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5 Rules for Successful Microlearning
Wednesday, September 13, 2017
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It’s almost inevitable that within the next few decades, Clippy will arise from the dead as a miniature virtual assistant projected on your desk in augmented reality. In this near future, Clippy will compete with Siri, Alexa, and Cortana to coach you through difficult challenges at work. In the meantime, learning new skills the hard way is still an essential part of doing one’s job well.

John Seely Brown, former chief scientist at Xerox, pegs the half-life of job skills to be five years. According to some experts, that number is shrinking. And whatever it takes to keep yourself competitive, it is considerably harder to keep track of and manage the skill half-lives of your teammates or employees.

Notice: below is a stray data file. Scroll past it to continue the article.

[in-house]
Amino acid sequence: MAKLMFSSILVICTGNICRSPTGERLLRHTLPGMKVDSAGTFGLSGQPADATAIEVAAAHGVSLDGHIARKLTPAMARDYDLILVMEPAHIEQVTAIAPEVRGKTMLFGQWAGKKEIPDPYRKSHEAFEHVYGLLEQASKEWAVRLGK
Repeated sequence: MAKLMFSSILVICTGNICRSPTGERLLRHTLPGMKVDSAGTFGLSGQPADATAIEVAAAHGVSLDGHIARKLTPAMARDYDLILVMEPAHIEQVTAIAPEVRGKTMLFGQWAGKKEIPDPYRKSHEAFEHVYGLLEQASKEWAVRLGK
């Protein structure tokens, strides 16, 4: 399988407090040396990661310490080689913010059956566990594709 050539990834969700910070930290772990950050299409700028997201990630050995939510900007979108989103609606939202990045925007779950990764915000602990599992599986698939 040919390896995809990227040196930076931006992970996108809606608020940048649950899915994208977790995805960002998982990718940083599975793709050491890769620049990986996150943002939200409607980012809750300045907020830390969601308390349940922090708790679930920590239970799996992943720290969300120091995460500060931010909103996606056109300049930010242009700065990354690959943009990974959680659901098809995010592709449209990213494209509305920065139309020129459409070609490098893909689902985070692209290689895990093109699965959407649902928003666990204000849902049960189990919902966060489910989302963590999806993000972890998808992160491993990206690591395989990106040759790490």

Faced with a future in which AI makes work even less stable, what is needed is a wholesale transition from knowledge work to learning work. This comes from acknowledging that when the context of someone’s job is fluid, what they already know matters less than how quickly they can learn. To build the kind of rapid learning cultures that thrive in times of transformation, organizations are experimenting with microlearning—delivering short, focused learning experiences throughout an employee’s day, week, and career.

For the last seven years at Grovo, I have studied what makes microlearning effective in an organizational setting. Short learning experiences are inherently cheaper, faster, and more engaging than the alternative, but real success with microlearning depends almost entirely on how it is planned, designed, organized, and delivered.